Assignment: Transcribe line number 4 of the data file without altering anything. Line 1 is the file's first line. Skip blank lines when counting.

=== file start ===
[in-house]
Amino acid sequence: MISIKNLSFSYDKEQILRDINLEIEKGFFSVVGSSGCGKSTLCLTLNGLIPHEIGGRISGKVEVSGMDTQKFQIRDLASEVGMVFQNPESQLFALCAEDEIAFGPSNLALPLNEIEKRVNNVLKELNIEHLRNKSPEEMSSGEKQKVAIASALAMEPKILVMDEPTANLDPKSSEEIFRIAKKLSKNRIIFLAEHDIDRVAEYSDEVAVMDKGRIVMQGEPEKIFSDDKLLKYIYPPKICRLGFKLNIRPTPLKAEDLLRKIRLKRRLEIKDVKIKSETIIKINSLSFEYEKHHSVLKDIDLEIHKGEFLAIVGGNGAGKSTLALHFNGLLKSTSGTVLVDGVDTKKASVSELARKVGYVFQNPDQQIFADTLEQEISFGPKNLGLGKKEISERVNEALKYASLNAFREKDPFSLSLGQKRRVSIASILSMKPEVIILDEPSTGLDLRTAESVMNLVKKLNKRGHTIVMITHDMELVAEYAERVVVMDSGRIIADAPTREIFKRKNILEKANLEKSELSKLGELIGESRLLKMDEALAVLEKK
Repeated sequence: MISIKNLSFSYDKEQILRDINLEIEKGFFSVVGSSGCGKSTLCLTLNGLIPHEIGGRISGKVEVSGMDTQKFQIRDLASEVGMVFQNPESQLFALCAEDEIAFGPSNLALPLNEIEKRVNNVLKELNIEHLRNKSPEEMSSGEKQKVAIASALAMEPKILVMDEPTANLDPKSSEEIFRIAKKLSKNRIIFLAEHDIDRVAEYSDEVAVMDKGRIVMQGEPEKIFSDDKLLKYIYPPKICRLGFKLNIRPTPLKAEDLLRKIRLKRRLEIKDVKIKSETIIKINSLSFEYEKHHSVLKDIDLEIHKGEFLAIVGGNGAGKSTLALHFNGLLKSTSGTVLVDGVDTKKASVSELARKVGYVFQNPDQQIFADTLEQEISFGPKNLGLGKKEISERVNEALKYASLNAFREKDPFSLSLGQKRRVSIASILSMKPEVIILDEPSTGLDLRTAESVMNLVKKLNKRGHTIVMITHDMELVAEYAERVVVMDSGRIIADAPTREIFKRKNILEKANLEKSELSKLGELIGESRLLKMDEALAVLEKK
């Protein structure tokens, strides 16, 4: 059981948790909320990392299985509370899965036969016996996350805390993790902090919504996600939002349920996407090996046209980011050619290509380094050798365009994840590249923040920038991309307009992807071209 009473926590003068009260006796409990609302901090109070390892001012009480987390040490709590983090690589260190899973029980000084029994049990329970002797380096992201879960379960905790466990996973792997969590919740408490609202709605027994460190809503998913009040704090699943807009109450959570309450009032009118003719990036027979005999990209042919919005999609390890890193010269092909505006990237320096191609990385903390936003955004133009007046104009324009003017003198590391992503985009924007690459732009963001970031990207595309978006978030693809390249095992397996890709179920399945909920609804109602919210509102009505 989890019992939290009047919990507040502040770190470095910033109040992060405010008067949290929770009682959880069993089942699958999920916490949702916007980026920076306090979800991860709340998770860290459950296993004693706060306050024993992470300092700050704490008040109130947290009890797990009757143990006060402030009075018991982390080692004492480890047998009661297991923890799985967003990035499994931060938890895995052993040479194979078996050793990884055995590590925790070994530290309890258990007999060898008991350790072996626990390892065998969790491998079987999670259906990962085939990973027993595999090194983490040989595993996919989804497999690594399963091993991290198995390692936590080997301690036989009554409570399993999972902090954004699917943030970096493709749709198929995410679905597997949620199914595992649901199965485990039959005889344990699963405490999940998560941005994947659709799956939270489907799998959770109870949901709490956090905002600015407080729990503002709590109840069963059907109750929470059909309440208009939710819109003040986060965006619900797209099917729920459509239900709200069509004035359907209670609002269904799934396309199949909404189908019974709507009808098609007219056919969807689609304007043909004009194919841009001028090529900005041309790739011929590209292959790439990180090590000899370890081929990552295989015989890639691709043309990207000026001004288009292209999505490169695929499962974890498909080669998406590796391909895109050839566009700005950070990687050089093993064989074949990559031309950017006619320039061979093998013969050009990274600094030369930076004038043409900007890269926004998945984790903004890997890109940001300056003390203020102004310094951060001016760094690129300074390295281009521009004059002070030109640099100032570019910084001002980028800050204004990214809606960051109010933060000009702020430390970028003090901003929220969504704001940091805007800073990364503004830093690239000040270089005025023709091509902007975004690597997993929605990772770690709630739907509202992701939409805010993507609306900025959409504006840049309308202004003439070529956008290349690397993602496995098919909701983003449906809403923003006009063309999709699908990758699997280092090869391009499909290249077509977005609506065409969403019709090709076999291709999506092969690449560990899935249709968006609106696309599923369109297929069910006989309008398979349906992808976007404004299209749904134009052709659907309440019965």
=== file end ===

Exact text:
């Protein structure tokens, strides 16, 4: 059981948790909320990392299985509370899965036969016996996350805390993790902090919504996600939002349920996407090996046209980011050619290509380094050798365009994840590249923040920038991309307009992807071209 009473926590003068009260006796409990609302901090109070390892001012009480987390040490709590983090690589260190899973029980000084029994049990329970002797380096992201879960379960905790466990996973792997969590919740408490609202709605027994460190809503998913009040704090699943807009109450959570309450009032009118003719990036027979005999990209042919919005999609390890890193010269092909505006990237320096191609990385903390936003955004133009007046104009324009003017003198590391992503985009924007690459732009963001970031990207595309978006978030693809390249095992397996890709179920399945909920609804109602919210509102009505 989890019992939290009047919990507040502040770190470095910033109040992060405010008067949290929770009682959880069993089942699958999920916490949702916007980026920076306090979800991860709340998770860290459950296993004693706060306050024993992470300092700050704490008040109130947290009890797990009757143990006060402030009075018991982390080692004492480890047998009661297991923890799985967003990035499994931060938890895995052993040479194979078996050793990884055995590590925790070994530290309890258990007999060898008991350790072996626990390892065998969790491998079987999670259906990962085939990973027993595999090194983490040989595993996919989804497999690594399963091993991290198995390692936590080997301690036989009554409570399993999972902090954004699917943030970096493709749709198929995410679905597997949620199914595992649901199965485990039959005889344990699963405490999940998560941005994947659709799956939270489907799998959770109870949901709490956090905002600015407080729990503002709590109840069963059907109750929470059909309440208009939710819109003040986060965006619900797209099917729920459509239900709200069509004035359907209670609002269904799934396309199949909404189908019974709507009808098609007219056919969807689609304007043909004009194919841009001028090529900005041309790739011929590209292959790439990180090590000899370890081929990552295989015989890639691709043309990207000026001004288009292209999505490169695929499962974890498909080669998406590796391909895109050839566009700005950070990687050089093993064989074949990559031309950017006619320039061979093998013969050009990274600094030369930076004038043409900007890269926004998945984790903004890997890109940001300056003390203020102004310094951060001016760094690129300074390295281009521009004059002070030109640099100032570019910084001002980028800050204004990214809606960051109010933060000009702020430390970028003090901003929220969504704001940091805007800073990364503004830093690239000040270089005025023709091509902007975004690597997993929605990772770690709630739907509202992701939409805010993507609306900025959409504006840049309308202004003439070529956008290349690397993602496995098919909701983003449906809403923003006009063309999709699908990758699997280092090869391009499909290249077509977005609506065409969403019709090709076999291709999506092969690449560990899935249709968006609106696309599923369109297929069910006989309008398979349906992808976007404004299209749904134009052709659907309440019965």